Yesterday (I’m still catching up) Jeremy Zawodny put aside his PowerBook and switched to a Windows XP laptop. He explains his reasons in the entry, and many of them are valid in his case.
The sad thing is, as you’d expect, that the Mac Mafia came along and infiltrated his comments area. Now while there are some legitimate comments in there, there’s some that really disgust me, like:
…Windows is insecure and unsecurable, no matter how many kernel patches/antivirus/’personal firewall’ things you install on it. […] if you’re really serious about doing this, you’ve earned both my pity and my rank astonishment at such an act of technological self-immolation.
(No, trust me, Windows is securable. It might take a lot of effort but it is)
You have way too much time, money, and stuff. Stop being so self-involved and donate to the tsunami victims.
… Your perception speaks to your internal requirement to justify your present position. The statement you feel you are getting more out of the hardware says something about your lack of initiative to learn. Your lack of knowledge of the new is apparent…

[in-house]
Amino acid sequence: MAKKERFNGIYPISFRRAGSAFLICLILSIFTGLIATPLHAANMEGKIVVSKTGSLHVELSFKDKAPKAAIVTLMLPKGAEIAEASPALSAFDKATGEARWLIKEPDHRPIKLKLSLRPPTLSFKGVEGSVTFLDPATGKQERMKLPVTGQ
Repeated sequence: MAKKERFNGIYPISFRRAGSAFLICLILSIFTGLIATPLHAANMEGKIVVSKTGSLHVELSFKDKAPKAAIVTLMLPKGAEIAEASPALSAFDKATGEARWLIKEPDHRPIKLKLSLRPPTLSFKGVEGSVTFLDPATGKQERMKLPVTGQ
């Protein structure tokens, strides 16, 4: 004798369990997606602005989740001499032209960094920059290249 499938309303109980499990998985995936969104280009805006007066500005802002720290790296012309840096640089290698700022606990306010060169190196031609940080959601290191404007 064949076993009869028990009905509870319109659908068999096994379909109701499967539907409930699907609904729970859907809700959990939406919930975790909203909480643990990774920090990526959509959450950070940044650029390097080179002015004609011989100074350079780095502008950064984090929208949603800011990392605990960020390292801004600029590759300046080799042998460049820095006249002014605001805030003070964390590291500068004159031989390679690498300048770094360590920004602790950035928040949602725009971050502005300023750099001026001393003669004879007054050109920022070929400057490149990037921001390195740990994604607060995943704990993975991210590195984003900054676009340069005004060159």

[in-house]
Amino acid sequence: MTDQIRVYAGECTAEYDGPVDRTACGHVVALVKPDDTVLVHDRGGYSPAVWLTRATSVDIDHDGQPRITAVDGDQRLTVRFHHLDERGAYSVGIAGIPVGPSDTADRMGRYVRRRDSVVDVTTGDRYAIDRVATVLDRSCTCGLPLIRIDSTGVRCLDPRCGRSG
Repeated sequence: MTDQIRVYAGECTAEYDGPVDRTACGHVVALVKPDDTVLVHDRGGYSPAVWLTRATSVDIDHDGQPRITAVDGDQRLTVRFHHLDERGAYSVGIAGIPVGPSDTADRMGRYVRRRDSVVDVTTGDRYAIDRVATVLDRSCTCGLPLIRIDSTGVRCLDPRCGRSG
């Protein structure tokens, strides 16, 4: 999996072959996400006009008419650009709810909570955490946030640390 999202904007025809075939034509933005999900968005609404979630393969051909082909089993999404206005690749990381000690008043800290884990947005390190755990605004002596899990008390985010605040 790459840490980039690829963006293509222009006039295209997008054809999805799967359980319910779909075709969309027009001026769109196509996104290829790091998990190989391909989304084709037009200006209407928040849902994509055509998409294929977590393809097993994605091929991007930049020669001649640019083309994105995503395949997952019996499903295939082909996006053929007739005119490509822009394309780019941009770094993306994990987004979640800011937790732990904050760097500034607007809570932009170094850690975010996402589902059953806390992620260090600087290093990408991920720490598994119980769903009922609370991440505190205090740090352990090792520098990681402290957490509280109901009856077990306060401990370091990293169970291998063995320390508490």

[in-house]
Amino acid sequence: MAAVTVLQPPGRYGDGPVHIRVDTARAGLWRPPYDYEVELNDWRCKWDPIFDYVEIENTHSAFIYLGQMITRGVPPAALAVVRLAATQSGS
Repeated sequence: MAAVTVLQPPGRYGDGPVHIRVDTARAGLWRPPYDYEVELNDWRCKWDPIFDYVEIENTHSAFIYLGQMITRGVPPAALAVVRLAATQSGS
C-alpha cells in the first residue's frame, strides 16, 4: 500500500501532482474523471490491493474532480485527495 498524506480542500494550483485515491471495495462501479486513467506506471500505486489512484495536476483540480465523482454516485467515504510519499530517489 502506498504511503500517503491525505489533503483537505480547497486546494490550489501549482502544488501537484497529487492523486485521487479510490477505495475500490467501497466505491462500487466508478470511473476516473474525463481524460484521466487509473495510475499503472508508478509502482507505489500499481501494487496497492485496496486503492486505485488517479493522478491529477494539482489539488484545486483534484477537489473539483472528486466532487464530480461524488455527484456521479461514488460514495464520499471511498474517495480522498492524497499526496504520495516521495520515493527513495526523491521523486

Don’t let the door hit you in the butt.
You’re joining the MAJORITY? You make it sound like people are abandoning the Mac like a raft on fire.
(Last time I checked, Windows users outnumbered Mac OS users by a considerable ratio)
The Mac user community, while welcoming of new users, seems to have this almost religious desire to ‘protect’ Apple and the Mac platform, and will go after anyone who dares to say anything bad about them. I’ve had this before last year when I criticised Apple for overcharging its UK customers for the iPod Mini; Apple later backed down and cut the price. The sad thing is that, while these people think they’re protecting Apple, in actual fact they’re making the Mac community look like a load of elitist wankers and creating a greater divide between Mac users and non-users. If they’re that keen on converting people, they should instead be compassionate and supportive – not inflammatory and rude. The Mac platform isn’t for everyone, as Jeremy demonstrated in his posting.
That said, while I’m singling out Mac users here, this isn’t necessarily a problem that affects only them; alas it’s a problem that affects many other platforms and programs in the computing world, including, I’m afraid to say, Mozilla/Firefox users.